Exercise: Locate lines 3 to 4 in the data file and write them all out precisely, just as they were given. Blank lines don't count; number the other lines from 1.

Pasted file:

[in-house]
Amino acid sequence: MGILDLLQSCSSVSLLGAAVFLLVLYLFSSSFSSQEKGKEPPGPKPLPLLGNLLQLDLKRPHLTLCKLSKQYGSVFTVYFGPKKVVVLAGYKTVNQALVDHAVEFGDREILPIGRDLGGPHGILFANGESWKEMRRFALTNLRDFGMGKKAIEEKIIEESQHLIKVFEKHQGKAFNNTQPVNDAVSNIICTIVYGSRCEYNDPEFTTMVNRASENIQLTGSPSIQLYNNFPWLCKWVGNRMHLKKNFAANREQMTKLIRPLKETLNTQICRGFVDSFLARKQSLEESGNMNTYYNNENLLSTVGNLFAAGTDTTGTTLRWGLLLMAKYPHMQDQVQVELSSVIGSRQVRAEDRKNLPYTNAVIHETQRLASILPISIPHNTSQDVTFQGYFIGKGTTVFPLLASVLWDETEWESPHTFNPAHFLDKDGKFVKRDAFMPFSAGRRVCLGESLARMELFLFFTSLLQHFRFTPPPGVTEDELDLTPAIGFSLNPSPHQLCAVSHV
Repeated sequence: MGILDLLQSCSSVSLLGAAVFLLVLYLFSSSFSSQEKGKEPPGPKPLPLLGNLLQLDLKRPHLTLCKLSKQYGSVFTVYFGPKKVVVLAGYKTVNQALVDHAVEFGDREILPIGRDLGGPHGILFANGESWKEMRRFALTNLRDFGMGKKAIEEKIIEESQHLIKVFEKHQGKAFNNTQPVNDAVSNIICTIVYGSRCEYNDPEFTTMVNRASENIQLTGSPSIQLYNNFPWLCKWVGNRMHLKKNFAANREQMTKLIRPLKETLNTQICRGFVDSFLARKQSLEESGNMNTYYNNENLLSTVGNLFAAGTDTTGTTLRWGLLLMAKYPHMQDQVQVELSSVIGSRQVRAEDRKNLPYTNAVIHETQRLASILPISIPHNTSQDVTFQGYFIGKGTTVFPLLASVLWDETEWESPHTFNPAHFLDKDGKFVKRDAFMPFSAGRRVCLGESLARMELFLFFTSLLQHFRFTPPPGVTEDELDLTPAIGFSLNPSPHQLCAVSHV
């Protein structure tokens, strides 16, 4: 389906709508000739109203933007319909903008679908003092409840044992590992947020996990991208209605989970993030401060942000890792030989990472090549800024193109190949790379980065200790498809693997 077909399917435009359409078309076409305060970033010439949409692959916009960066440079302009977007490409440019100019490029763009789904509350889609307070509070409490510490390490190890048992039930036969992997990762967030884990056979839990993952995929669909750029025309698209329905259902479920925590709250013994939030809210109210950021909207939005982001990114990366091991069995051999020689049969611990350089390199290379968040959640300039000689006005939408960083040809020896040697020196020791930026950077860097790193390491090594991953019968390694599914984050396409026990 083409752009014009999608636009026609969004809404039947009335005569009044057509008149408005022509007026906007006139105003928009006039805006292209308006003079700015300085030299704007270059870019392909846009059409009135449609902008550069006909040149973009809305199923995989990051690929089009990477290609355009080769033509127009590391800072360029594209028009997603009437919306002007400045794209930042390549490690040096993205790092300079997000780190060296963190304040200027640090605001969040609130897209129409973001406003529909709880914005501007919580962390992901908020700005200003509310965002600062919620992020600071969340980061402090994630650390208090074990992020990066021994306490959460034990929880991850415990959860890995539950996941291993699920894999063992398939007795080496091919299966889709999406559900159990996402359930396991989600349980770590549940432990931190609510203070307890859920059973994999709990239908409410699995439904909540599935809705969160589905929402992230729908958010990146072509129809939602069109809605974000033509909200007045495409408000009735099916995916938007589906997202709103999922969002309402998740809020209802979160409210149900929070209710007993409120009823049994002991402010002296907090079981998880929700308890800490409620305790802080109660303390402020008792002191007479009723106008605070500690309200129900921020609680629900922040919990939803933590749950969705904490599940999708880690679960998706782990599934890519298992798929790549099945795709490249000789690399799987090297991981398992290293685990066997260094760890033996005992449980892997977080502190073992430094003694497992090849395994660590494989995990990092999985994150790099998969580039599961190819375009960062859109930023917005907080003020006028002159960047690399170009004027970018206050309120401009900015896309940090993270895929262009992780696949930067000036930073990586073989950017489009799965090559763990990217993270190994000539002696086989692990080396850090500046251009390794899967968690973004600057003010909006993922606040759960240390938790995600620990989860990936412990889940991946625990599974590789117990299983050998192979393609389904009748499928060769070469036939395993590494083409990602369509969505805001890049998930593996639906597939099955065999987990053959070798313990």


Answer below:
Repeated sequence: MGILDLLQSCSSVSLLGAAVFLLVLYLFSSSFSSQEKGKEPPGPKPLPLLGNLLQLDLKRPHLTLCKLSKQYGSVFTVYFGPKKVVVLAGYKTVNQALVDHAVEFGDREILPIGRDLGGPHGILFANGESWKEMRRFALTNLRDFGMGKKAIEEKIIEESQHLIKVFEKHQGKAFNNTQPVNDAVSNIICTIVYGSRCEYNDPEFTTMVNRASENIQLTGSPSIQLYNNFPWLCKWVGNRMHLKKNFAANREQMTKLIRPLKETLNTQICRGFVDSFLARKQSLEESGNMNTYYNNENLLSTVGNLFAAGTDTTGTTLRWGLLLMAKYPHMQDQVQVELSSVIGSRQVRAEDRKNLPYTNAVIHETQRLASILPISIPHNTSQDVTFQGYFIGKGTTVFPLLASVLWDETEWESPHTFNPAHFLDKDGKFVKRDAFMPFSAGRRVCLGESLARMELFLFFTSLLQHFRFTPPPGVTEDELDLTPAIGFSLNPSPHQLCAVSHV
């Protein structure tokens, strides 16, 4: 389906709508000739109203933007319909903008679908003092409840044992590992947020996990991208209605989970993030401060942000890792030989990472090549800024193109190949790379980065200790498809693997 077909399917435009359409078309076409305060970033010439949409692959916009960066440079302009977007490409440019100019490029763009789904509350889609307070509070409490510490390490190890048992039930036969992997990762967030884990056979839990993952995929669909750029025309698209329905259902479920925590709250013994939030809210109210950021909207939005982001990114990366091991069995051999020689049969611990350089390199290379968040959640300039000689006005939408960083040809020896040697020196020791930026950077860097790193390491090594991953019968390694599914984050396409026990 083409752009014009999608636009026609969004809404039947009335005569009044057509008149408005022509007026906007006139105003928009006039805006292209308006003079700015300085030299704007270059870019392909846009059409009135449609902008550069006909040149973009809305199923995989990051690929089009990477290609355009080769033509127009590391800072360029594209028009997603009437919306002007400045794209930042390549490690040096993205790092300079997000780190060296963190304040200027640090605001969040609130897209129409973001406003529909709880914005501007919580962390992901908020700005200003509310965002600062919620992020600071969340980061402090994630650390208090074990992020990066021994306490959460034990929880991850415990959860890995539950996941291993699920894999063992398939007795080496091919299966889709999406559900159990996402359930396991989600349980770590549940432990931190609510203070307890859920059973994999709990239908409410699995439904909540599935809705969160589905929402992230729908958010990146072509129809939602069109809605974000033509909200007045495409408000009735099916995916938007589906997202709103999922969002309402998740809020209802979160409210149900929070209710007993409120009823049994002991402010002296907090079981998880929700308890800490409620305790802080109660303390402020008792002191007479009723106008605070500690309200129900921020609680629900922040919990939803933590749950969705904490599940999708880690679960998706782990599934890519298992798929790549099945795709490249000789690399799987090297991981398992290293685990066997260094760890033996005992449980892997977080502190073992430094003694497992090849395994660590494989995990990092999985994150790099998969580039599961190819375009960062859109930023917005907080003020006028002159960047690399170009004027970018206050309120401009900015896309940090993270895929262009992780696949930067000036930073990586073989950017489009799965090559763990990217993270190994000539002696086989692990080396850090500046251009390794899967968690973004600057003010909006993922606040759960240390938790995600620990989860990936412990889940991946625990599974590789117990299983050998192979393609389904009748499928060769070469036939395993590494083409990602369509969505805001890049998930593996639906597939099955065999987990053959070798313990």